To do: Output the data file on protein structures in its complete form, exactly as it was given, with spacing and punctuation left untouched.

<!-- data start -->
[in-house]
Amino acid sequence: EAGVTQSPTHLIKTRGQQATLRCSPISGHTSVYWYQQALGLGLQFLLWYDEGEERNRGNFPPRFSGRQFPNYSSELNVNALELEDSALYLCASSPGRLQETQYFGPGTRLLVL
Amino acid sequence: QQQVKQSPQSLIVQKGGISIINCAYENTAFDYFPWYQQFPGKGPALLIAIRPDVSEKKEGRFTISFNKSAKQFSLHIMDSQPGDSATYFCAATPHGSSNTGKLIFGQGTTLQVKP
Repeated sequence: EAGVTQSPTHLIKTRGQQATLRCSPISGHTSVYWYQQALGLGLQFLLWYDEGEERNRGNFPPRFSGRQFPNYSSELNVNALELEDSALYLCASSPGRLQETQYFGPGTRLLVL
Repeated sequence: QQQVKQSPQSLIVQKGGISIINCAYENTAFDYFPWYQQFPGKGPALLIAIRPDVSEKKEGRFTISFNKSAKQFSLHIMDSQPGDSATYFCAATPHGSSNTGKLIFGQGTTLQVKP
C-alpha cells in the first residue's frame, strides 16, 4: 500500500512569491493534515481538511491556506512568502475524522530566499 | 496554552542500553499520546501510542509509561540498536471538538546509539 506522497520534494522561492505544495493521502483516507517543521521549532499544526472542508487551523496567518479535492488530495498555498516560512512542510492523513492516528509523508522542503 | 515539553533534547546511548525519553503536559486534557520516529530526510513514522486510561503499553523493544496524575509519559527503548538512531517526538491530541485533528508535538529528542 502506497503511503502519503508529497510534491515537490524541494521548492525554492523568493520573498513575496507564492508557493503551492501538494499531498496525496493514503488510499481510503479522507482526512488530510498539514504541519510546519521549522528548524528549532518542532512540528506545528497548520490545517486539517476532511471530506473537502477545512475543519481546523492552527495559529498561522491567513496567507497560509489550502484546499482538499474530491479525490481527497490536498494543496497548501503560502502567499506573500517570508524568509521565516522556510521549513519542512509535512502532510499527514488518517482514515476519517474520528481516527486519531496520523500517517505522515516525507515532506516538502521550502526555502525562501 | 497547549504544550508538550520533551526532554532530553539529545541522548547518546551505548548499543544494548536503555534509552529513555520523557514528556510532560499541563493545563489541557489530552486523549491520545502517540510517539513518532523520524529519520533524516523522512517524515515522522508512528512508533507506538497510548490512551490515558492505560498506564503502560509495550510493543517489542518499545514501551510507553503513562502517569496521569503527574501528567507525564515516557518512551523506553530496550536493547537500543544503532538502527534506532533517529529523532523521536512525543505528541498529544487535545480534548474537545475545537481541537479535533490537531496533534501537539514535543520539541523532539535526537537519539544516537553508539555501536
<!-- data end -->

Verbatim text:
[in-house]
Amino acid sequence: EAGVTQSPTHLIKTRGQQATLRCSPISGHTSVYWYQQALGLGLQFLLWYDEGEERNRGNFPPRFSGRQFPNYSSELNVNALELEDSALYLCASSPGRLQETQYFGPGTRLLVL
Amino acid sequence: QQQVKQSPQSLIVQKGGISIINCAYENTAFDYFPWYQQFPGKGPALLIAIRPDVSEKKEGRFTISFNKSAKQFSLHIMDSQPGDSATYFCAATPHGSSNTGKLIFGQGTTLQVKP
Repeated sequence: EAGVTQSPTHLIKTRGQQATLRCSPISGHTSVYWYQQALGLGLQFLLWYDEGEERNRGNFPPRFSGRQFPNYSSELNVNALELEDSALYLCASSPGRLQETQYFGPGTRLLVL
Repeated sequence: QQQVKQSPQSLIVQKGGISIINCAYENTAFDYFPWYQQFPGKGPALLIAIRPDVSEKKEGRFTISFNKSAKQFSLHIMDSQPGDSATYFCAATPHGSSNTGKLIFGQGTTLQVKP
C-alpha cells in the first residue's frame, strides 16, 4: 500500500512569491493534515481538511491556506512568502475524522530566499 | 496554552542500553499520546501510542509509561540498536471538538546509539 506522497520534494522561492505544495493521502483516507517543521521549532499544526472542508487551523496567518479535492488530495498555498516560512512542510492523513492516528509523508522542503 | 515539553533534547546511548525519553503536559486534557520516529530526510513514522486510561503499553523493544496524575509519559527503548538512531517526538491530541485533528508535538529528542 502506497503511503502519503508529497510534491515537490524541494521548492525554492523568493520573498513575496507564492508557493503551492501538494499531498496525496493514503488510499481510503479522507482526512488530510498539514504541519510546519521549522528548524528549532518542532512540528506545528497548520490545517486539517476532511471530506473537502477545512475543519481546523492552527495559529498561522491567513496567507497560509489550502484546499482538499474530491479525490481527497490536498494543496497548501503560502502567499506573500517570508524568509521565516522556510521549513519542512509535512502532510499527514488518517482514515476519517474520528481516527486519531496520523500517517505522515516525507515532506516538502521550502526555502525562501 | 497547549504544550508538550520533551526532554532530553539529545541522548547518546551505548548499543544494548536503555534509552529513555520523557514528556510532560499541563493545563489541557489530552486523549491520545502517540510517539513518532523520524529519520533524516523522512517524515515522522508512528512508533507506538497510548490512551490515558492505560498506564503502560509495550510493543517489542518499545514501551510507553503513562502517569496521569503527574501528567507525564515516557518512551523506553530496550536493547537500543544503532538502527534506532533517529529523532523521536512525543505528541498529544487535545480534548474537545475545537481541537479535533490537531496533534501537539514535543520539541523532539535526537537519539544516537553508539555501536